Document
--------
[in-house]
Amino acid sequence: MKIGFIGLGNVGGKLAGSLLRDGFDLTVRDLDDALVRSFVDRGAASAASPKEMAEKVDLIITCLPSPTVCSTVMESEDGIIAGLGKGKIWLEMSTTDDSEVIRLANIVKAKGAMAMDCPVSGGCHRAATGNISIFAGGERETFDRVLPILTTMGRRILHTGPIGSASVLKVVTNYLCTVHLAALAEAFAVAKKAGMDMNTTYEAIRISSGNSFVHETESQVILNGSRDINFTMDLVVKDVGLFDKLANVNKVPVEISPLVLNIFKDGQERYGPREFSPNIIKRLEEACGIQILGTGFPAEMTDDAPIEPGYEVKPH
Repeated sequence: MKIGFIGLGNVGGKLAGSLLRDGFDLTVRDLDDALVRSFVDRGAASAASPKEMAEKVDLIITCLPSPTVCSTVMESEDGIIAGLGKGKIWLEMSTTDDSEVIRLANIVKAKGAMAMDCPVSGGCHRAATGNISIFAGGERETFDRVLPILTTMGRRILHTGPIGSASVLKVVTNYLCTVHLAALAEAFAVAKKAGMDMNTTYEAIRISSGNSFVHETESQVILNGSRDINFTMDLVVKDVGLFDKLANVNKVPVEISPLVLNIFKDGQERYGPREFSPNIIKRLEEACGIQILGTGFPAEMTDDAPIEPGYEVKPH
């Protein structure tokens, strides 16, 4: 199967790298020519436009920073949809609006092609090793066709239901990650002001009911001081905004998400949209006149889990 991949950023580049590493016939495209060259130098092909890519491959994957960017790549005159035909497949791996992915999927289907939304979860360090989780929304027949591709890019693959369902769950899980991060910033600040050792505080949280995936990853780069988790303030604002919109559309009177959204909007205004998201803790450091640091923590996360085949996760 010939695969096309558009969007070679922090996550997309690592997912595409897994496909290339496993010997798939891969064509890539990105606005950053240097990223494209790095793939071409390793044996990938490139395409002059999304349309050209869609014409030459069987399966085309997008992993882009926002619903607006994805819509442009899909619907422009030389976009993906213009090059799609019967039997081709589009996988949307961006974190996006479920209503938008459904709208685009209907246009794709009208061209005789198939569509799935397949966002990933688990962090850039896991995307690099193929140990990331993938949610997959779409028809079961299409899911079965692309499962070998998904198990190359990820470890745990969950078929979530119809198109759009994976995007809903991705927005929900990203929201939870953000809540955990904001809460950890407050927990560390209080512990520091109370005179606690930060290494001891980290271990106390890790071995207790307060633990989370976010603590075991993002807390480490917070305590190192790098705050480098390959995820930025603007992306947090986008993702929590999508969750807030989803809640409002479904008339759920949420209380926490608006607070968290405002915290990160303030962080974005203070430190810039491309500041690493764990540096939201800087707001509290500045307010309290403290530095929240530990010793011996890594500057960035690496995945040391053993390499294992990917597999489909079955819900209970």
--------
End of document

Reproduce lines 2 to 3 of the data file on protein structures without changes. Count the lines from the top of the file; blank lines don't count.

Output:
Amino acid sequence: MKIGFIGLGNVGGKLAGSLLRDGFDLTVRDLDDALVRSFVDRGAASAASPKEMAEKVDLIITCLPSPTVCSTVMESEDGIIAGLGKGKIWLEMSTTDDSEVIRLANIVKAKGAMAMDCPVSGGCHRAATGNISIFAGGERETFDRVLPILTTMGRRILHTGPIGSASVLKVVTNYLCTVHLAALAEAFAVAKKAGMDMNTTYEAIRISSGNSFVHETESQVILNGSRDINFTMDLVVKDVGLFDKLANVNKVPVEISPLVLNIFKDGQERYGPREFSPNIIKRLEEACGIQILGTGFPAEMTDDAPIEPGYEVKPH
Repeated sequence: MKIGFIGLGNVGGKLAGSLLRDGFDLTVRDLDDALVRSFVDRGAASAASPKEMAEKVDLIITCLPSPTVCSTVMESEDGIIAGLGKGKIWLEMSTTDDSEVIRLANIVKAKGAMAMDCPVSGGCHRAATGNISIFAGGERETFDRVLPILTTMGRRILHTGPIGSASVLKVVTNYLCTVHLAALAEAFAVAKKAGMDMNTTYEAIRISSGNSFVHETESQVILNGSRDINFTMDLVVKDVGLFDKLANVNKVPVEISPLVLNIFKDGQERYGPREFSPNIIKRLEEACGIQILGTGFPAEMTDDAPIEPGYEVKPH